Re: Mailing lsit code of conduct, again
On Mon, May 19, 2008 at 5:31 AM, Frans Pop <email@example.com> wrote:
> Clint Adams wrote:
>> On Sun, May 18, 2008 at 06:35:20PM +0200, Frans Pop wrote:
>>> Wrong. You neglected to request to be CCed.
>> My M-F-T was clearly a request to be Cc'd.
> Which possibly only goes to show how broken that header is. you could have
> noted the request to be CCed in the body of the mail (which is what I
> always do when posting to lists I'm not subscribed to).
> However, in this case I'll take the blame. I happen to read that list
> through a news reader and did not allow for M-F-T headers. I will make sure
> I do check for M-F-T in the future. My apologies.
Apologies in advance for lengthening this less-than-useful thread.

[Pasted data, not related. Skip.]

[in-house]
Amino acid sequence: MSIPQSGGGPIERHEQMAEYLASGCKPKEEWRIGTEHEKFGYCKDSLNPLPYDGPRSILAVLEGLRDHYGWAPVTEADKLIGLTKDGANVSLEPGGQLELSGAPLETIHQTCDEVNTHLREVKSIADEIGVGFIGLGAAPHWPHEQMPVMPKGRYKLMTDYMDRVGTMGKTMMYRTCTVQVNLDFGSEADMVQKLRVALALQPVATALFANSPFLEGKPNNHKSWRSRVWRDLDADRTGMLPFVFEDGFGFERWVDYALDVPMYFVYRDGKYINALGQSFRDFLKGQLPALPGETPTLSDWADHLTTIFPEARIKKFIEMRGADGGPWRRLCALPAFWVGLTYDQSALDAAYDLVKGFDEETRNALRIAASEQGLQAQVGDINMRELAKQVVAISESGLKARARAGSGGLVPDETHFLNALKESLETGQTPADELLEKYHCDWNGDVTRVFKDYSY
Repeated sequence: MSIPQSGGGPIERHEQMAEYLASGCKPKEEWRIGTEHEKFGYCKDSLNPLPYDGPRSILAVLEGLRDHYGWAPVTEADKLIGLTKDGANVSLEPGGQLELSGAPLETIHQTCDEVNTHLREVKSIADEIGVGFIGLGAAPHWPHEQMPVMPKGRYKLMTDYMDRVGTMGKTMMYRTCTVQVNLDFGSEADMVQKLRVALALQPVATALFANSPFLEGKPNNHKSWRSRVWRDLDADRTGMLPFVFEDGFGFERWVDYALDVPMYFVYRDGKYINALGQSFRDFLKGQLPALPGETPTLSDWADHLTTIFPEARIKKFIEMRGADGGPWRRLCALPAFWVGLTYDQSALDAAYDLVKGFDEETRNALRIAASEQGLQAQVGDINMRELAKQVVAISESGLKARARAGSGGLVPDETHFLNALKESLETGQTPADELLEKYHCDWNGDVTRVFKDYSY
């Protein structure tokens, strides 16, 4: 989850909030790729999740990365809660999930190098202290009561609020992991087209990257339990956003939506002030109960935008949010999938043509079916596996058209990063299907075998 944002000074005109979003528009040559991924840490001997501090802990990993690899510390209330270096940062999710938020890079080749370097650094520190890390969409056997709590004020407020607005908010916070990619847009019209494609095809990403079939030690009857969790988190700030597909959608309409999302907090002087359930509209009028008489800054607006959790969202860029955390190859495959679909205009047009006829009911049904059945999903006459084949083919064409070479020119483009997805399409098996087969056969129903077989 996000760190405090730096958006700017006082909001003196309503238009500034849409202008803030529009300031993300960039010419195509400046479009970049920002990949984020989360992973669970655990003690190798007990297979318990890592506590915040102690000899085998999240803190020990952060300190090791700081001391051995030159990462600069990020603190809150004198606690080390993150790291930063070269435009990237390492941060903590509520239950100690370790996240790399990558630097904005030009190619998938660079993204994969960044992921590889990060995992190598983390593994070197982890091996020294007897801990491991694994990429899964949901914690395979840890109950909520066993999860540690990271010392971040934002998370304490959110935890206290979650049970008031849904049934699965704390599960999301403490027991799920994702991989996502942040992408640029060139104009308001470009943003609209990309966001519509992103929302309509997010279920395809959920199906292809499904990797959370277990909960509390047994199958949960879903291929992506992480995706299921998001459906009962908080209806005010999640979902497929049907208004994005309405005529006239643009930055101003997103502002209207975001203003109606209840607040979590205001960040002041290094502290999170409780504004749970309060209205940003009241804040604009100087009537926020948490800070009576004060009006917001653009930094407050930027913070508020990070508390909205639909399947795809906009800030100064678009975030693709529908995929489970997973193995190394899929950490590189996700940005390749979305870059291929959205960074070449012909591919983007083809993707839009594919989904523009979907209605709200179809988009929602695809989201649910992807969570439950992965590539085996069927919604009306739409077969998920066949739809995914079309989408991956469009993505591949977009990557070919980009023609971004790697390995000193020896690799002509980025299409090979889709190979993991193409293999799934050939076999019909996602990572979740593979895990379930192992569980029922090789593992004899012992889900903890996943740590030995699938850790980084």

In this modern age of a mailman that lets subscribers configure their
subscription to avoid duplicates, and procmail filters that help do
the same at the client end (and some mail clients that have similar
abilities of their own - ie gmail)... why does this funny and akward
rule of debian lists persist?
Frankly, I want to just use reply/reply-all normally on any of the
many mailing lists I am sub'd to, and if a few people in the thread
are CC'd, I don't think it is a reasonable expectation that I have to
decide whether each one of them wants or not the CC.
A funny side-effect of this is that I've seen subscribers of debian
lists get in trouble in non debian lists because they use funny
headers in lists with differnt expectations
firstname.lastname@example.org -- School Server Architect
- ask interesting questions
- don't get distracted with shiny stuff - working code first